Scientists have discovered the two proteins in red blood cells that cause the rare Langereis and Junior blood types, Science Daily reported Thursday.
"Only 30 proteins have previously been identified as responsible for a basic blood type," University of Vermont biologist Bryan Ballif says, "but the count now reaches 32."
Ballif and his colleagues identified the two molecules as specialized transport proteins ABCB6 and ABCG2, identifying the molecular basis for the two newest blood types.
He says this knowledge can be "a matter of life and death" when it comes to organ transplant or blood transfusion.
Sometimes the body rejects a newly transplanted tissue or blood, even though the blood types might match, leading to complications or even death.
The rejection is often caused by the way the immune system distinguishes self from not-self.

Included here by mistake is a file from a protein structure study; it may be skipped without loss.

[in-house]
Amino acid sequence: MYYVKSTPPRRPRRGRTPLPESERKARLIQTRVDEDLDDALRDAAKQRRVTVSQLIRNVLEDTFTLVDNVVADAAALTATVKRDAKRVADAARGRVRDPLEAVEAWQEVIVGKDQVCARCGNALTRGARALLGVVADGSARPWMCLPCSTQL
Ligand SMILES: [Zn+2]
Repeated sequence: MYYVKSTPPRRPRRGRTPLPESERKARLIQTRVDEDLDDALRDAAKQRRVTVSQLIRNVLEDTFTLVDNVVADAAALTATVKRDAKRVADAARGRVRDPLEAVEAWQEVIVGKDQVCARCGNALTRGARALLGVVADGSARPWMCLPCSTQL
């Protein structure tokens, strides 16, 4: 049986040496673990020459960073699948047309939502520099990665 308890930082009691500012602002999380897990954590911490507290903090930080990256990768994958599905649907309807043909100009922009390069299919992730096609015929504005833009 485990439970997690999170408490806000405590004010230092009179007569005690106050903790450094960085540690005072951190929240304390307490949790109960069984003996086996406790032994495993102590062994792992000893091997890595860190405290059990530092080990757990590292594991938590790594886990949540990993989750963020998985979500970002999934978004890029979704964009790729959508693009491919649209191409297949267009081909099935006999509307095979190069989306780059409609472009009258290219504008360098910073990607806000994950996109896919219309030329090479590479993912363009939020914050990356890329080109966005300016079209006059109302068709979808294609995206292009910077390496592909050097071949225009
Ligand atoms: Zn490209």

"If our own blood cells don't have these proteins, they're not familiar to our immune system," Ballif explains. This causes the body to define the new blood/tissue as "not-self," then the body develops antibodies against it, killing the "invaders."
He says these unexplained rejections in the rare blood types may have to do with newly discovered proteins. While the blood types were identified decades ago, the genetic basis had been unidentified until now, meaning some people never knew if they had a positive or negative blood type. This often led to blood transfusion problems or mother-fetus incompatibility.
However, with these findings, it will be much easier for doctors to recognize patients with these rare blood types.
According to Ballif, they are found in only certain ethnicities, with more than 50,000 Japanese believed to be Junior negative.
In addition, both of the new-found proteins were associated with anticancer drug resistance, which could have implications for improved cancer treatment.
Langereis and Junior have yet to be recognized by the International Blood Transfusion Society, which recognizes twenty-eight additional blood types other than ABO and Rhesus (Rh), such as Duffy, Kidd, Diego and Lutheran.
Ballif's team is searching for more unknown blood types, where they cannot identify the protein causing complications.
These other blood types are extremely rare, but he says it's important to identify them because "if you're that one individual, and you need a transfusion there's nothing more important for you to know."